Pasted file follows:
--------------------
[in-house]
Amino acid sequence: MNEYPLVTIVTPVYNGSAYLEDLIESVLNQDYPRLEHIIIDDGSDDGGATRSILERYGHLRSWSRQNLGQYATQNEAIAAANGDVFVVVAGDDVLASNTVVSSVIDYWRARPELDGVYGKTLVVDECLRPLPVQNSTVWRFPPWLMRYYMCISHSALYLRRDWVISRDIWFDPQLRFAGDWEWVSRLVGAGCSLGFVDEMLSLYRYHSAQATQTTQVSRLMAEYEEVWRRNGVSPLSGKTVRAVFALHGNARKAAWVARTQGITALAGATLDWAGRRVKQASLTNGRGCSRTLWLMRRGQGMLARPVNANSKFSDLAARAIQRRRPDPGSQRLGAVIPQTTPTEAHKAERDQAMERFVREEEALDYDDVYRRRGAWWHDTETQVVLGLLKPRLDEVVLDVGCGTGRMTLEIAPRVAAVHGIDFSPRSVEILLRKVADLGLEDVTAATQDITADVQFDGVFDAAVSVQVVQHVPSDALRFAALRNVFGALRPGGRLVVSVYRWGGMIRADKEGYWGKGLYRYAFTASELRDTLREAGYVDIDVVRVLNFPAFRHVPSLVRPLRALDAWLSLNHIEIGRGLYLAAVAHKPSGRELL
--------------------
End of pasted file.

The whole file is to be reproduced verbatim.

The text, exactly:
[in-house]
Amino acid sequence: MNEYPLVTIVTPVYNGSAYLEDLIESVLNQDYPRLEHIIIDDGSDDGGATRSILERYGHLRSWSRQNLGQYATQNEAIAAANGDVFVVVAGDDVLASNTVVSSVIDYWRARPELDGVYGKTLVVDECLRPLPVQNSTVWRFPPWLMRYYMCISHSALYLRRDWVISRDIWFDPQLRFAGDWEWVSRLVGAGCSLGFVDEMLSLYRYHSAQATQTTQVSRLMAEYEEVWRRNGVSPLSGKTVRAVFALHGNARKAAWVARTQGITALAGATLDWAGRRVKQASLTNGRGCSRTLWLMRRGQGMLARPVNANSKFSDLAARAIQRRRPDPGSQRLGAVIPQTTPTEAHKAERDQAMERFVREEEALDYDDVYRRRGAWWHDTETQVVLGLLKPRLDEVVLDVGCGTGRMTLEIAPRVAAVHGIDFSPRSVEILLRKVADLGLEDVTAATQDITADVQFDGVFDAAVSVQVVQHVPSDALRFAALRNVFGALRPGGRLVVSVYRWGGMIRADKEGYWGKGLYRYAFTASELRDTLREAGYVDIDVVRVLNFPAFRHVPSLVRPLRALDAWLSLNHIEIGRGLYLAAVAHKPSGRELL